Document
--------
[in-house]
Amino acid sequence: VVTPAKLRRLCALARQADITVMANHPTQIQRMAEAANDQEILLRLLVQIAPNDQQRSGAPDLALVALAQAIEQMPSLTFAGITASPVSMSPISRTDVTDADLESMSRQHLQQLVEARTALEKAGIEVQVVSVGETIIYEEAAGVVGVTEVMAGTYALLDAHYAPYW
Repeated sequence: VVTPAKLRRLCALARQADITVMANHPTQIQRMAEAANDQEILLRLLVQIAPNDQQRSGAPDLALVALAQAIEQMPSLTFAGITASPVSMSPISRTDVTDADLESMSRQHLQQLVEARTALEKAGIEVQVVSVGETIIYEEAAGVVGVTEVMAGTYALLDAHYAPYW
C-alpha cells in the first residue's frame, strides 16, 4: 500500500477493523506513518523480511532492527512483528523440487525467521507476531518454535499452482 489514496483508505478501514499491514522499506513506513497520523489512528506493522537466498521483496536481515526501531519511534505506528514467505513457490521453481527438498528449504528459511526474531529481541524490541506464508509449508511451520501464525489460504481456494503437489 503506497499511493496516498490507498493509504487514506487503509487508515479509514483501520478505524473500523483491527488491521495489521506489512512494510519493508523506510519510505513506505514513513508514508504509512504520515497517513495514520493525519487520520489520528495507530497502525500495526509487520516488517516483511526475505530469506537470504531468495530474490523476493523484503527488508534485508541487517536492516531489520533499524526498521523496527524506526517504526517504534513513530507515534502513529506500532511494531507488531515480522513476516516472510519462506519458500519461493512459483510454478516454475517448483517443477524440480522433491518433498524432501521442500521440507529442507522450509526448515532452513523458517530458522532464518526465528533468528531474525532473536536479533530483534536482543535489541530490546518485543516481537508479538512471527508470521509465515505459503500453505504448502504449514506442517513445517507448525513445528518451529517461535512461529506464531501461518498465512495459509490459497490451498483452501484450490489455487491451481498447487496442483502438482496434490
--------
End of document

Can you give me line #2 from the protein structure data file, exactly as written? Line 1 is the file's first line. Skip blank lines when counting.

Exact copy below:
Amino acid sequence: VVTPAKLRRLCALARQADITVMANHPTQIQRMAEAANDQEILLRLLVQIAPNDQQRSGAPDLALVALAQAIEQMPSLTFAGITASPVSMSPISRTDVTDADLESMSRQHLQQLVEARTALEKAGIEVQVVSVGETIIYEEAAGVVGVTEVMAGTYALLDAHYAPYW